NICNAS & TGA Information

NICNAS & TGA Information

What is NICNAS

In Australia the Department of Health administer the National Industrial Chemicals Notification and Assessment Scheme (NICNAS). The scheme regulates the manufacture of chemicals including those uses for cosmetics.

Their site states;
Last update 2 November 2016
Soaps and other cosmetics and toiletries are made up of industrial chemicals; they are subject to certain requirements under the Industrial Chemicals (Notification and Assessment) Act 1989 (the Act), including NICNAS Registration requirements.

In Australia, ingredients in soaps are regulated as industrial chemicals by NICNAS.

Soap makers and/or importers must comply with NICNAS requirements, as set out in the Industrial Chemicals (Notification and Assessment) Act 1989 (ICNA Act).

These requirements apply if you:

  • Manufacture chemicals (including soap) which are used in cosmetic products.
  • Import packaged cosmetic products for retail sale.
  • Import chemicals which will be used in the formulation of cosmetic products.

Who needs to register with NICNAS?

You need to register with NICNAS if you do any of the following activities for commercial purposes:

  • make soaps in Australia by a process involving a chemical reaction (i.e. saponification);
  • import soaps into Australia from overseas manufacturers or suppliers; and/or
  • import chemical ingredients into Australia for soap making.

*If you are purchasing from an Australian Company - it is prudent to check they are registered and doing things correctly to safeguard you.

Who does not need to register with NICNAS?

You do not need to register with NICNAS if you only make soaps in Australia without a chemical reaction by mixing or blending ingredients purchased from an Australian supplier.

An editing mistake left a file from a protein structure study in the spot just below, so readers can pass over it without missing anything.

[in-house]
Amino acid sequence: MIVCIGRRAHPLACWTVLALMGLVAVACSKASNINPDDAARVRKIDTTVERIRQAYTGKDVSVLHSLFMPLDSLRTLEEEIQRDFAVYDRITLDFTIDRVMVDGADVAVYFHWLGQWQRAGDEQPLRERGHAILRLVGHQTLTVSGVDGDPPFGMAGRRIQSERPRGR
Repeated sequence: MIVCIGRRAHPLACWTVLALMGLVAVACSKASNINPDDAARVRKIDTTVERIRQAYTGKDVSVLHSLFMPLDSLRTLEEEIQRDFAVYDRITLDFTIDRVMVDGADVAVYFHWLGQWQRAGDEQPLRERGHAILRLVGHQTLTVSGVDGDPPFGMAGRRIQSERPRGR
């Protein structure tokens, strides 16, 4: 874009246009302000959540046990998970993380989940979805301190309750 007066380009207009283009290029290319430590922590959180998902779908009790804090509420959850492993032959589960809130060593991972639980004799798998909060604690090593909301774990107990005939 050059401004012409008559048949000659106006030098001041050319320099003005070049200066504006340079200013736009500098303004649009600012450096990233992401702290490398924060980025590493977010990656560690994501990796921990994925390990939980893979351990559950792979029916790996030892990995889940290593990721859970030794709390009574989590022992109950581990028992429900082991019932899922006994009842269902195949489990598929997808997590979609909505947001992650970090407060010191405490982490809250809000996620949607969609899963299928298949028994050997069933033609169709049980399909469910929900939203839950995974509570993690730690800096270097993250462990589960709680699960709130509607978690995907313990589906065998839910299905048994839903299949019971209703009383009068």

What is mixing and blending?

Using products such as soap bases, glycerin blocks and melt and pour bases may not involve a chemical reaction because the saponification reaction has already occurred.

Soap-free cleansers, such as syndet bars, are generally made by mixing the ingredients, without a chemical reaction.

Read more about the difference between blending and manufacturing chemicals.

You should do your own research to understand whether a chemical reaction has occurred in your soap-making process.

What is considered "Soap Making"

Soap making is based upon a chemical reaction between a fat and an alkali to produce glycerol and soap. The animal fat or vegetable oil is reacted with an alkali, generally (lye) sodium or potassium hydroxide or carbonate, and when the hydrolysis reaction is complete the soap is processed by one of several different methods depending on whether it is being made traditionally or industrially.
The 2 main types are: “cold-process” and “hot-process” methods of soap making - These both use the saponification reaction.
If you import raw ingredients for use in cosmetic manufacturing and formulation, you must also register your business with NICNAS and pay the annual registration fee. 

TGA Registration

You don't usually have to register your business or your cosmetic products with the Therapeutic Goods Administration (TGA).

However, if you plan to sell specific cosmetics that contain APIs (active pharmaceutical ingredients) defined by the TGA or produce products that make pharmaceutical claims such as sunscreens, disinfectant, acne preparation, and certain skin lightening preparations; head lice prevention actives, sunscreens and others, then you do need to register your business and your products with the TGA.